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Tuesday, June 26, 2012

I Could Do That! Written by Linda Arns White and illustrated by Nancy Carpenter. Farrar Straus Grioux, Douglas & McIntyre, 2005. $22.50 ages 6 and up

"When Esther was eight, she watched her mother sew a fine seam. The needle pulled thread in and out, in and out, tracking tiny, even stitches across the fabric. Esther felt her hands mimicking her nother's. "I coud do that," she said. And she did."

I knew nothing about Esther Morris...obviously I have not done enough reading about women's suffrage in American history. I found it very interesting and entertaining to read about a woman with gumption and self-confidence. She made remarkable historical strides for a woman living at the time of the Civil War.

Her tutelage begins at her mother's knee. She is right; she can sew a fine seam and that is not all that she can do. When her mother dies, Esther is only 11 and she sets herself the task of helping her father by taking care of her ten siblings. At nineteen she is on her own, still plying her sewing skills by creating dresses and hats for women of society. She is very successful; that success leads her to open a millinery shop at a time when women didn't do those things.

It doesn't stop there. She is an abolitionist and stands her ground when threatened. She marries her first husband and has a son. Upon her husband's death, she decides to move to Illinois where he had land. Many obstacles stand in her way, but she continues along the path she has chosen. She remarries and gives birth to twin sons, and continues to help with earning the money the family needs to prosper.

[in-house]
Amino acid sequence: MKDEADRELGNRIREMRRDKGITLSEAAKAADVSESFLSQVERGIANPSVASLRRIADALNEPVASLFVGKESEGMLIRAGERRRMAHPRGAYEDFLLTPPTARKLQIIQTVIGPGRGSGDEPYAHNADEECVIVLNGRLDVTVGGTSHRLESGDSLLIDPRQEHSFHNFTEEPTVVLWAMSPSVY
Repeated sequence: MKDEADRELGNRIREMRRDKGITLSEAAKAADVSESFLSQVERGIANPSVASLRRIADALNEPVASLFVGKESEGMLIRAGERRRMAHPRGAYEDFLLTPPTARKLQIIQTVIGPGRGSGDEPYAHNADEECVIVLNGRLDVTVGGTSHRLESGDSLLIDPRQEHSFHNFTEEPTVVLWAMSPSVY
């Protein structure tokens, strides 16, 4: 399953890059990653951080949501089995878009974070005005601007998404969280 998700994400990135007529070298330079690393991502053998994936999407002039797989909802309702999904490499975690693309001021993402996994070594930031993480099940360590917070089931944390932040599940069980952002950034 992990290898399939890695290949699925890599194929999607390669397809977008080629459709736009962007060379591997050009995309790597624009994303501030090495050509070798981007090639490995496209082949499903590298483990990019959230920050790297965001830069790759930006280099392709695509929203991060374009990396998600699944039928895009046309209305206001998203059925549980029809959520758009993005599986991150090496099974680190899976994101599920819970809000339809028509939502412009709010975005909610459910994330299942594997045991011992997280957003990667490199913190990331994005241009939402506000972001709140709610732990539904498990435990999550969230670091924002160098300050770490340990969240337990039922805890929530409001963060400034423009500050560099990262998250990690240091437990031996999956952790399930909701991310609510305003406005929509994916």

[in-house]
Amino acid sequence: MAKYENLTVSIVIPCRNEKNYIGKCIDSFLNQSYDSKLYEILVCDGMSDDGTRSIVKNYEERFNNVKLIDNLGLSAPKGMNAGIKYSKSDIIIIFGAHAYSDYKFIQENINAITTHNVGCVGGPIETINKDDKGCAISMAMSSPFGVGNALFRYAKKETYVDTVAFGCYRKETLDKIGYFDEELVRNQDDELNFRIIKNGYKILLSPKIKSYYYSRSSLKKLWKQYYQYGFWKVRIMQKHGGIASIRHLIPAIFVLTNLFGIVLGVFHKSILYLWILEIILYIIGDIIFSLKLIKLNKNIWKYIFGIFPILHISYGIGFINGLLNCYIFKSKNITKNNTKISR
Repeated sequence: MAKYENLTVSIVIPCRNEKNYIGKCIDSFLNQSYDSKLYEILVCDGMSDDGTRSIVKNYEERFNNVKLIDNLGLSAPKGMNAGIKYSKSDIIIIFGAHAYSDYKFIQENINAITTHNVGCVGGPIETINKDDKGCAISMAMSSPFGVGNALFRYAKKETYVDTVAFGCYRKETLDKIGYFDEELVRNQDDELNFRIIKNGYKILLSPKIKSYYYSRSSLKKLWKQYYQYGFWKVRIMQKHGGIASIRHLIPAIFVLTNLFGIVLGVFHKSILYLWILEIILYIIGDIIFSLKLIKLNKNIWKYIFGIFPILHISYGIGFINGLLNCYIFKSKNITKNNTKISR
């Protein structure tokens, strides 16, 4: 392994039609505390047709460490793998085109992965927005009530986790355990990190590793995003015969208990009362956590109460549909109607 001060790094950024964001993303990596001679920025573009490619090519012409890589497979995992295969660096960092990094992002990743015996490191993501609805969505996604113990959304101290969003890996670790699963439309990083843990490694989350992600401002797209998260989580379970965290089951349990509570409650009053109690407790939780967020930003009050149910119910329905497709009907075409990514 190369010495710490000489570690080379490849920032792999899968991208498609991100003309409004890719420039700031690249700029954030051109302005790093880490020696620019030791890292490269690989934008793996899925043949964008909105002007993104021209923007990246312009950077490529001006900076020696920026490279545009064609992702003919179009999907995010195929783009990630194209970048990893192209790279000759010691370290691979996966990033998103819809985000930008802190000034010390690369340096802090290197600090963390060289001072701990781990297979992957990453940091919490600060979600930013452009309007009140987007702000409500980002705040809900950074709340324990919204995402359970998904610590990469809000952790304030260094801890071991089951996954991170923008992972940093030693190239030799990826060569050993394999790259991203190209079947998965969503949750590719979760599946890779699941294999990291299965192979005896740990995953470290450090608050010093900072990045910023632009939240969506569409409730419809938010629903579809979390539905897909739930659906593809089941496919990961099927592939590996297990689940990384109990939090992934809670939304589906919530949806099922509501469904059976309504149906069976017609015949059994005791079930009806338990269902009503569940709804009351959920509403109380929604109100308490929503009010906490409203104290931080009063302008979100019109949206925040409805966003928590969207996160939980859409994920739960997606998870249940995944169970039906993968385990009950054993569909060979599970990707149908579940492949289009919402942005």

Nothing seems to stop her. Eventually the family moves to South Pass City, Wyoming. Each family member finds a calling and works hard. While operating her hat shop there, Esther also helps with many other needed services. She is larger than life and this story supports that. Due in part to her political savvy and strategic lobbying, Wyoming is the first state to give women the right to vote.

The warmth of the clearly drawn and humorous illustrations add considerable depth, giving readers a sense of time and place. Nancy Carpenter's rendering of a tall, erect Morris leading a varied group of followers down the main street of South Pass City on her way to vote assures that she is a woman who 'could do that!' and anything else she dares atttept. She proves it time and time again.

Anyone interested in knowing more about this remarkable woman can tun to the author's note following the text, where she offers a list of resources and a brief note about the subject of this fine picture book biogaphy.

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